Catholic Sense 15

What’s Sauce for the Goose

By David Mills

There you are, minding your own business, going to work, going to Mass, hanging out at home, talking to your neighbors, complaining about the Pirates, when Whammo! someone suggests that you’re an idiot. The kind of idiot who’d buy the deed to a bar in downtown Mecca because the seller promised you a huge profit and the admiration of your neighbors.

Or better: the kind of idiot who buys one of those expensive exercise machines because the ads say that by exercising for just five minutes a day for just three months you can have the body of an Olympic gymnast! Without giving up rocky road ice cream, half-pound hamburgers, or barbecue potato chips!

I’m thinking of those times when someone, completely out of blue, criticizes Christianity or the Catholic Church in particular. Someone tells you that you are a Christian because you’re not very smart, or that you want to get something for nothing, or that you can’t face the world without the crutch of religion, or that you’re too lazy to think for yourself, or that you’ve grown up with it and don’t want to change.

The people who tell you this can be the nicest people you know, too. They often smile at you as they dismiss the faith on which you’ve built your life, apparently thinking you’re not going to be offended. They speak as if they’re just teasing you about your funny tie or your taste for fat romantic novels.

They usually don’t have much of a reason. They may say something about evolution or offer some crack-brained history from a book like The da Vinci Code or point to children with leukemia or invoke the Crusades or the Inquisition or the trial of Galileo.

They may even blame the Catholic Church for health-and-wealth-gospel televangelists and Mormon polygamist cults or even (I have actually heard this done) for Muslim fundamentalists. Some people apparently think that all religions are the same, so anyone who believes in God is guilty of the sins of anyone else who believes in God, whether or not the God they believe in is the same God.

If they’ve read a little, they’ll tell you that the Church developed its institutions and its doctrines to increase its own power. We don’t have the papacy because Jesus gave it to us. We have it because the bishops of Rome wanted more control over the Church and the world and made up a doctrine of the Church that justified their taking it.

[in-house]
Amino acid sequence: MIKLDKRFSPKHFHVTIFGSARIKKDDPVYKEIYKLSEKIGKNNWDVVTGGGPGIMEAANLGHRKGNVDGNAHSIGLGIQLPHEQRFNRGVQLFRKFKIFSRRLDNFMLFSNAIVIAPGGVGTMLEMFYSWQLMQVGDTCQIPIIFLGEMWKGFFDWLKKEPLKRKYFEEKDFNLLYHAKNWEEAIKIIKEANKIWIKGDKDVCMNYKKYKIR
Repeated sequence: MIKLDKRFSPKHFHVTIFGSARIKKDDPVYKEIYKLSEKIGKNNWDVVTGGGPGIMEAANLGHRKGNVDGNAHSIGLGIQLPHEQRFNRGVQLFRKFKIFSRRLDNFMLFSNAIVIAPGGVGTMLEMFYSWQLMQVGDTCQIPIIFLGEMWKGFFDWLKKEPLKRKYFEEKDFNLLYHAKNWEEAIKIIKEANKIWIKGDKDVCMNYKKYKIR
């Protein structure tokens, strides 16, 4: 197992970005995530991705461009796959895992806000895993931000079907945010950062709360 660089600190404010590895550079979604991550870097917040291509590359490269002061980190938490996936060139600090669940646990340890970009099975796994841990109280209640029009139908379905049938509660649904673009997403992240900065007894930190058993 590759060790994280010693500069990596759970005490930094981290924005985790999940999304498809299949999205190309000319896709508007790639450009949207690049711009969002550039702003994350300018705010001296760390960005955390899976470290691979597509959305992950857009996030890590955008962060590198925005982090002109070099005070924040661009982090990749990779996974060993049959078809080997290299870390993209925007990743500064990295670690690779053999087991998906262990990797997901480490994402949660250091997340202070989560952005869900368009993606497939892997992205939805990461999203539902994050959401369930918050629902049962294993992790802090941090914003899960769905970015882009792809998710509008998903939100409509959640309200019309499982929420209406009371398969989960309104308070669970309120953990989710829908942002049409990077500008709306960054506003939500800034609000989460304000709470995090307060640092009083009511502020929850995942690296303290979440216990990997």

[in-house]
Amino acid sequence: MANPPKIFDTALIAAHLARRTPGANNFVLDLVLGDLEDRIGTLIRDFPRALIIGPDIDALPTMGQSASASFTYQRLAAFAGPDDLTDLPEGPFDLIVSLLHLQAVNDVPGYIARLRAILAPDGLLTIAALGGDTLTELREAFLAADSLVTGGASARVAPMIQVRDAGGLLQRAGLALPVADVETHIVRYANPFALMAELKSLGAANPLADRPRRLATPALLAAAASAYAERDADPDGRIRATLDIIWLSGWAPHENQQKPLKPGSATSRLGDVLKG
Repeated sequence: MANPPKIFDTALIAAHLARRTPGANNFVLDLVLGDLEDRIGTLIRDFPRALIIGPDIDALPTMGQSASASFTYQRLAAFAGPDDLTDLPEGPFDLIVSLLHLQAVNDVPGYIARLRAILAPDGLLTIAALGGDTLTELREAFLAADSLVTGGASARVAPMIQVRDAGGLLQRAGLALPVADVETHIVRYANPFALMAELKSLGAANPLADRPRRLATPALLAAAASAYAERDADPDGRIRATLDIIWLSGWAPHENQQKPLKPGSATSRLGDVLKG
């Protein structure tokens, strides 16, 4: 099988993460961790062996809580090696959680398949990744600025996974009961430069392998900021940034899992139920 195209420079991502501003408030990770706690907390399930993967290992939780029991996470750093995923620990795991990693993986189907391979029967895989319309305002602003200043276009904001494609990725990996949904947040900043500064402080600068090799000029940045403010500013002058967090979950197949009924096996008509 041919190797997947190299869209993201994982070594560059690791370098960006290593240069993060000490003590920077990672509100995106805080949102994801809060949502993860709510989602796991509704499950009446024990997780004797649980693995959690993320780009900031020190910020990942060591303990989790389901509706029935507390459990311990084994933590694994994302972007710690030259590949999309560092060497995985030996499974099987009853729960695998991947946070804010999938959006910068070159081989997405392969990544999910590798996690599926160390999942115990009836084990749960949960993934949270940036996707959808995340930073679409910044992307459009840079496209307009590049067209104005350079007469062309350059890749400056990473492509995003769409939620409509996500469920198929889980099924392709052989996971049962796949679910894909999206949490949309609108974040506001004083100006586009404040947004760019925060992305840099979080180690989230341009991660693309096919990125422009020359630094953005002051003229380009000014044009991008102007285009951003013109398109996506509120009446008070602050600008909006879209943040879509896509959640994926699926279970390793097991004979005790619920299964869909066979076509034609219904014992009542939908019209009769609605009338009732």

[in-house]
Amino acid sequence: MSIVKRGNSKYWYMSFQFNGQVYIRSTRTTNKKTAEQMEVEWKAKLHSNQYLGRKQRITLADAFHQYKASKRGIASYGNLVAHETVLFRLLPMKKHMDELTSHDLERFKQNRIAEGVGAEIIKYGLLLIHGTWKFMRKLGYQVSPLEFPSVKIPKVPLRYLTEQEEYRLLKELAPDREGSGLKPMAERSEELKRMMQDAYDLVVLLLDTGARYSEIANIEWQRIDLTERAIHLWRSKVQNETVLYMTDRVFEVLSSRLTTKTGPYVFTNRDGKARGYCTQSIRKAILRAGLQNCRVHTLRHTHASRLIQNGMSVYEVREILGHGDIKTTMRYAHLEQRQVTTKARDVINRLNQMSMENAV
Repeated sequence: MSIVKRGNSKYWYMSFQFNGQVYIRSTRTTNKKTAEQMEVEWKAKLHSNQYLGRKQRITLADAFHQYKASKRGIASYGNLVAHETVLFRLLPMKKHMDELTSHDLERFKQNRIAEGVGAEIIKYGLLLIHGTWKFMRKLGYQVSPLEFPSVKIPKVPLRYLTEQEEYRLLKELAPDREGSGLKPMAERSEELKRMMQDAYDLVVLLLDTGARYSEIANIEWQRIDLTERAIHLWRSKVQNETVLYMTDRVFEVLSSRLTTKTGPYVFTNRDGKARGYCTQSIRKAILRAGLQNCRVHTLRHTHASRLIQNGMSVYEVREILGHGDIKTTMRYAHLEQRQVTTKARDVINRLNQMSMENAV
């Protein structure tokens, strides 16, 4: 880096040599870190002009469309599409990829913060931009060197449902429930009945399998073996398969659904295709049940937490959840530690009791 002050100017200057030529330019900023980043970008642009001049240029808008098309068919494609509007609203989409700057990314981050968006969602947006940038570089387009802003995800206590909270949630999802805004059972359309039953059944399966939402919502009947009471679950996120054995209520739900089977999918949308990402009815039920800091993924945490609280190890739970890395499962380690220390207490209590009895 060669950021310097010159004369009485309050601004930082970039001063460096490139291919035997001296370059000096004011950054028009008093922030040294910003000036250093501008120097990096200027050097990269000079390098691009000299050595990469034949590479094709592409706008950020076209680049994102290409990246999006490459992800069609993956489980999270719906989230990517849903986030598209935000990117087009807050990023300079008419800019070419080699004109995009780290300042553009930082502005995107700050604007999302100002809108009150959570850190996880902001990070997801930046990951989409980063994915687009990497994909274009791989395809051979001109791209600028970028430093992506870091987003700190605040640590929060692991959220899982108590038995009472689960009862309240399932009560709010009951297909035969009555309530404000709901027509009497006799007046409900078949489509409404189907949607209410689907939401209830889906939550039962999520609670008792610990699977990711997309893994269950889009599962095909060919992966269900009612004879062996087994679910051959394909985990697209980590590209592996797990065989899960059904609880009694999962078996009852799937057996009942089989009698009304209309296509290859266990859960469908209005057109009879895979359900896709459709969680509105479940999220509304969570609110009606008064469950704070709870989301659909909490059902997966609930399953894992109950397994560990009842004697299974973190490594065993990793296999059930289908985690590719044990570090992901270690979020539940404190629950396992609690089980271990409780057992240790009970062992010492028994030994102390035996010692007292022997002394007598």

If you are like me, you never know what to say. You feel you ought to say something, because your faith and through it your Savior is being attacked. If other people are listening, they might think that the critic has a point if you don’t protest.

But you know any defense you can mount is likely, as parents say when watching little children begin to fight over a toy, to end in tears. In some cases, you know there’s a good answer, but you don’t know it. In others, you may know the answer but know it won’t make any difference. Someone who can so smugly sweep away an entire religious tradition that has obviously brought a vast amount of good to the world, is not likely to argue fairly.

If you do happen to know the answer and be good at arguing, and are calm enough not to get flustered or angry, you might try to challenge the critic. You probably won’t change his mind, but you might at least show anyone listening that there is something to be said for the Church.

Even if you don’t know the answer or aren’t good at arguing, you may still want to say something. You might just ask the critic, “Well, what do you believe? What are you a member of?” What’s sauce for the goose is sauce for the gander, as my grandmother liked to say.

If he admits to having some institutional commitment, religious or not, you might ask him, “And no one in your tradition has ever done anything bad? Do you really want to be held responsible for their sins? Be fair, that’s the rule you’ve set for Christianity.”

If he claims to be an atheist or rationalist or freethinker, you might ask him, “So, to use your own standard, you’ll take responsibility for all the crimes committed by people who didn’t believe in God?” Like the Chinese tyrant Mao, whose Cultural Revolution of the sixties may have been the greatest human rights violation in human history. Or Stalin, who murdered tens of millions of innocent people and terrorized his own country for decades. Secularism’s body count in much, much, much higher than Christianity’s.

I don’t predict much success, but you might at least make the critic pause the next time he wants to dismiss Christianity so easily, and that’s something.

David Mills is the author of Knowing the Real Jesus and Discovering Mary and writes a weblog for Patheos. He has served as the editor of Touchstone and executive editor of First Things. This column appeared in the Pittsburgh Catholic on February 26, 2010.